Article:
Like all other major home appliances, hot water heaters are designed to last for a certain amount of years before they malfunction or break down. Even if you maintain your hot water heater properly, it can still exhibit some age-related problems over time, including rust and leaking water. Here are two age-related problems your hot water might have that indicates you need to replace it soon.
Rust on the Tank
Most hot water heaters use metal tanks to hold and heat water. Although steel, iron, and other strong metals can withstand a substantial amount of stress, the materials can still rust as they age. Rust can show up anywhere on the water heater's tank, including near the waterlines located on the top of the tank and around the drainage line extending from the base of the tank. If these rusted areas deteriorate too much, they can leak water out of the appliance.
You can inspect the top and base of your hot water heater for rust. If you find extensive areas of rust, it may be time to replace your water heater. Even if you don't see any signs of water leaks on or around the appliance now, it can leak later on.
There's one more thing you can do to determine whether or not you need to replace your water heater. You can check the quality of your home's water.
Check Your Home's Water Quality and Color
Hot water heaters can build up with rust, sediments, and other substances as they age. Some of these substances can settle along the base of the tank or inside the water lines connected to the tank's top. If any of these minerals break free from the tank, they can enter your home's water supply.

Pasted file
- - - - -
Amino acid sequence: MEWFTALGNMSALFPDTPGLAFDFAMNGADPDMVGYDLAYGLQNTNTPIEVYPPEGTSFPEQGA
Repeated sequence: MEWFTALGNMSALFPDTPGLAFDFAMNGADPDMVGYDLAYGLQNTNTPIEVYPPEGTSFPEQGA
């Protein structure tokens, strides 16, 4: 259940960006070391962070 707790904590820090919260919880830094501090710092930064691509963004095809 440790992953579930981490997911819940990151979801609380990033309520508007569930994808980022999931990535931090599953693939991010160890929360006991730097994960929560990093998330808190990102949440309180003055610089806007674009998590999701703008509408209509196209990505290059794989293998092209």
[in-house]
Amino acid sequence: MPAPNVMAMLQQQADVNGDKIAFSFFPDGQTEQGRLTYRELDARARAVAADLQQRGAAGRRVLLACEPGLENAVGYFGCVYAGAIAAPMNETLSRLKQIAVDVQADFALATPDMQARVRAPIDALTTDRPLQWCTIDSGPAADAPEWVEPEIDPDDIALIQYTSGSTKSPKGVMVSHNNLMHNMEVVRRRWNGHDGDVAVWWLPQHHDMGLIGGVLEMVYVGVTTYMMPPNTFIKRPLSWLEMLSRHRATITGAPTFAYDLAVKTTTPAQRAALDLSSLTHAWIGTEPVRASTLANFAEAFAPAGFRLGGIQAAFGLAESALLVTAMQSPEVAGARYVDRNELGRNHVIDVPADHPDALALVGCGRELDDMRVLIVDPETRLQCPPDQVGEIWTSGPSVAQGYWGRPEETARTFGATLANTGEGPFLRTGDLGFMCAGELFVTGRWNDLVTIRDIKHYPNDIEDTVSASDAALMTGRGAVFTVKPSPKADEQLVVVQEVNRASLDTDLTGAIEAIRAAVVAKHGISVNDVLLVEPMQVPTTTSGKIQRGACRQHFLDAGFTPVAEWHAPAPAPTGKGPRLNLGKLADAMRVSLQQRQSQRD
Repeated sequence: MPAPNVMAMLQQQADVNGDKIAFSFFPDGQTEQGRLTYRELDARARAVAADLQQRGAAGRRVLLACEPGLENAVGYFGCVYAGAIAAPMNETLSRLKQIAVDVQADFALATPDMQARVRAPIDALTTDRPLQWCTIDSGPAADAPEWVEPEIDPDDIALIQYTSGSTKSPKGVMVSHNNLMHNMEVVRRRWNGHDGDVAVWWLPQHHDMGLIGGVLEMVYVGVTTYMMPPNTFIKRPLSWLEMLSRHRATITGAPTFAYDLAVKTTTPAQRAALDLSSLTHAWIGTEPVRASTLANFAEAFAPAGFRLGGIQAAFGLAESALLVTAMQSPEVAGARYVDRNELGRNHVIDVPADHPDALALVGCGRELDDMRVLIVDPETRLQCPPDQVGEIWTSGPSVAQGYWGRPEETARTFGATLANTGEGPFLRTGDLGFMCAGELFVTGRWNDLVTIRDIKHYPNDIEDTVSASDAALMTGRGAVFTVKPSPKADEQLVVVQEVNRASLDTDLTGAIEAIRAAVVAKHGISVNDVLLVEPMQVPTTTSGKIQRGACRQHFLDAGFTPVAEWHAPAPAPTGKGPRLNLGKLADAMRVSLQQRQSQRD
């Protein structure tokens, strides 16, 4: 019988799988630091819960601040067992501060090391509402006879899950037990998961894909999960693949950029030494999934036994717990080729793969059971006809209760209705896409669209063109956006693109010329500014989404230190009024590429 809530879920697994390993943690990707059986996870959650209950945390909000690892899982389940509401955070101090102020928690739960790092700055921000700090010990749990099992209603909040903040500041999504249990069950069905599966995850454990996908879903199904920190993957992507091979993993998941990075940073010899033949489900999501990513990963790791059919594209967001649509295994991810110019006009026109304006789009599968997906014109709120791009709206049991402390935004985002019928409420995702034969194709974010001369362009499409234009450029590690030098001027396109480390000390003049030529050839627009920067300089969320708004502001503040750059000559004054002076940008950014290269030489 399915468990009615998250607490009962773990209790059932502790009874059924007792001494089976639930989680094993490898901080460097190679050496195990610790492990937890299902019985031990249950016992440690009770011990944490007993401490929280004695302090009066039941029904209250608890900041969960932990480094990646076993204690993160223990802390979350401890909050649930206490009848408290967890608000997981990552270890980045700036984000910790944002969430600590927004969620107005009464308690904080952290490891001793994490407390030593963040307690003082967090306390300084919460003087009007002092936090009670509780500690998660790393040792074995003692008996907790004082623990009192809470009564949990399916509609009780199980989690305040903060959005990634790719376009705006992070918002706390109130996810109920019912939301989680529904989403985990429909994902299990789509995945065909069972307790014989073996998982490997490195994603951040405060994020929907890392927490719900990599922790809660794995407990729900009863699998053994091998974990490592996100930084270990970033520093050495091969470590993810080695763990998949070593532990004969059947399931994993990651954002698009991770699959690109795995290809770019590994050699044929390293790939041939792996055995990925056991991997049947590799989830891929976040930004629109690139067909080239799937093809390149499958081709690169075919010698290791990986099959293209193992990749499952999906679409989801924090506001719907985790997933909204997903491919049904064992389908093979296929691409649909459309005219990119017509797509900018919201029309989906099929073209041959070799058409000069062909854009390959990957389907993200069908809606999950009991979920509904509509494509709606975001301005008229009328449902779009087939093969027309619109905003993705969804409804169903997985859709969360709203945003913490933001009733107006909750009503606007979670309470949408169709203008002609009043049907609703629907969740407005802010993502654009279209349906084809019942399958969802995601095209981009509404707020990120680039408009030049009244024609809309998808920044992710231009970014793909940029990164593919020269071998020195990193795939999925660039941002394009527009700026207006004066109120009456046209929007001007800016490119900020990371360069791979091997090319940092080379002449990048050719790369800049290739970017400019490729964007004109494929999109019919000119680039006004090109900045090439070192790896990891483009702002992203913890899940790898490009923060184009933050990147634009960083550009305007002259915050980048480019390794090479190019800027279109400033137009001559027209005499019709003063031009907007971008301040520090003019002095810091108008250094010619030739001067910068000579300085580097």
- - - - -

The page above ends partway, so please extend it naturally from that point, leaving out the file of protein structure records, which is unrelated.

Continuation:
The hot water coming from your hot water taps and showerheads may appear discolored and cloudy. The color and quality of your water may depend on the types of sediments found inside your water heater. For instance, rust and iron can make your water look brown or reddish-brown. If your tank contains too much manganese or similar types of minerals, your water may appear yellow or close to yellow.
If you notice any of these water quality problems in your hot water, have a plumber or HVAC contractor come in and inspect your water heater. A contractor may flush out your water heater's tank to see if it improves the quality and color of your hot water. If flushing doesn't work, go ahead and install a new hot water heater. Your old water heater may be too contaminated to save.
To learn more about replacing your hot water heater, contact an HVAC contractor or visit a site such as http://www.rbincorporated.com/.